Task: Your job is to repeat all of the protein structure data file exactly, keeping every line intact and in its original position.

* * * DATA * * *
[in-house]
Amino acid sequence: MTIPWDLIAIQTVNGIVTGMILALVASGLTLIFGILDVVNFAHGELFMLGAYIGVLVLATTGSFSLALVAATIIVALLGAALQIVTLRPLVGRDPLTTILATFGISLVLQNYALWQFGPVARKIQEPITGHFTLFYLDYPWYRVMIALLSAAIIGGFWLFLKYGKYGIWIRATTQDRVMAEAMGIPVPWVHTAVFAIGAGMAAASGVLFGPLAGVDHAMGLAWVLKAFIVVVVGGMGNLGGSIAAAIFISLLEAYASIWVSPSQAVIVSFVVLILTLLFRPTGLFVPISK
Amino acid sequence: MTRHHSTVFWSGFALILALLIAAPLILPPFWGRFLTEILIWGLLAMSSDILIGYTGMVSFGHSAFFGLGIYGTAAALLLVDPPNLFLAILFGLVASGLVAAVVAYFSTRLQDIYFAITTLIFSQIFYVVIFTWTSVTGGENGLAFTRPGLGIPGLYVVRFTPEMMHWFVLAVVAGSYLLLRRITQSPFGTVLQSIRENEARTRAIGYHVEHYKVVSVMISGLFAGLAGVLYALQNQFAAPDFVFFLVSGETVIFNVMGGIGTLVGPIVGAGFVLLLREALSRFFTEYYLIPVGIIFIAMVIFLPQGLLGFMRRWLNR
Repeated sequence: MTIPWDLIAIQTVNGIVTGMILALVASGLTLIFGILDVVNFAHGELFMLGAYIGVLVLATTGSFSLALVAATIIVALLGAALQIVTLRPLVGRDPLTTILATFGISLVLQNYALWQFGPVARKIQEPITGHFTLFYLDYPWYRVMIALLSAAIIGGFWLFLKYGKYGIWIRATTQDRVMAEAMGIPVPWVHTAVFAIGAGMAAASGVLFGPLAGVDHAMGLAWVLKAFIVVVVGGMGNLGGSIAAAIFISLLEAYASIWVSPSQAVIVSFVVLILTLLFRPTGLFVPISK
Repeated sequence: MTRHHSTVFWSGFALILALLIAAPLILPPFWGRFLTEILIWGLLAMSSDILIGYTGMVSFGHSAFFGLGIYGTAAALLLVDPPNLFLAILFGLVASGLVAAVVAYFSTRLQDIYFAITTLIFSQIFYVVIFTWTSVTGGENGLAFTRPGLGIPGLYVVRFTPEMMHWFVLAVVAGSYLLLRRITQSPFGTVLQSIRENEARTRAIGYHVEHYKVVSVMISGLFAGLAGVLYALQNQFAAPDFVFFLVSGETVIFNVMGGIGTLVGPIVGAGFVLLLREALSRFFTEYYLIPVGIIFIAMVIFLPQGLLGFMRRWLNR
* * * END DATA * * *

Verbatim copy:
[in-house]
Amino acid sequence: MTIPWDLIAIQTVNGIVTGMILALVASGLTLIFGILDVVNFAHGELFMLGAYIGVLVLATTGSFSLALVAATIIVALLGAALQIVTLRPLVGRDPLTTILATFGISLVLQNYALWQFGPVARKIQEPITGHFTLFYLDYPWYRVMIALLSAAIIGGFWLFLKYGKYGIWIRATTQDRVMAEAMGIPVPWVHTAVFAIGAGMAAASGVLFGPLAGVDHAMGLAWVLKAFIVVVVGGMGNLGGSIAAAIFISLLEAYASIWVSPSQAVIVSFVVLILTLLFRPTGLFVPISK
Amino acid sequence: MTRHHSTVFWSGFALILALLIAAPLILPPFWGRFLTEILIWGLLAMSSDILIGYTGMVSFGHSAFFGLGIYGTAAALLLVDPPNLFLAILFGLVASGLVAAVVAYFSTRLQDIYFAITTLIFSQIFYVVIFTWTSVTGGENGLAFTRPGLGIPGLYVVRFTPEMMHWFVLAVVAGSYLLLRRITQSPFGTVLQSIRENEARTRAIGYHVEHYKVVSVMISGLFAGLAGVLYALQNQFAAPDFVFFLVSGETVIFNVMGGIGTLVGPIVGAGFVLLLREALSRFFTEYYLIPVGIIFIAMVIFLPQGLLGFMRRWLNR
Repeated sequence: MTIPWDLIAIQTVNGIVTGMILALVASGLTLIFGILDVVNFAHGELFMLGAYIGVLVLATTGSFSLALVAATIIVALLGAALQIVTLRPLVGRDPLTTILATFGISLVLQNYALWQFGPVARKIQEPITGHFTLFYLDYPWYRVMIALLSAAIIGGFWLFLKYGKYGIWIRATTQDRVMAEAMGIPVPWVHTAVFAIGAGMAAASGVLFGPLAGVDHAMGLAWVLKAFIVVVVGGMGNLGGSIAAAIFISLLEAYASIWVSPSQAVIVSFVVLILTLLFRPTGLFVPISK
Repeated sequence: MTRHHSTVFWSGFALILALLIAAPLILPPFWGRFLTEILIWGLLAMSSDILIGYTGMVSFGHSAFFGLGIYGTAAALLLVDPPNLFLAILFGLVASGLVAAVVAYFSTRLQDIYFAITTLIFSQIFYVVIFTWTSVTGGENGLAFTRPGLGIPGLYVVRFTPEMMHWFVLAVVAGSYLLLRRITQSPFGTVLQSIRENEARTRAIGYHVEHYKVVSVMISGLFAGLAGVLYALQNQFAAPDFVFFLVSGETVIFNVMGGIGTLVGPIVGAGFVLLLREALSRFFTEYYLIPVGIIFIAMVIFLPQGLLGFMRRWLNR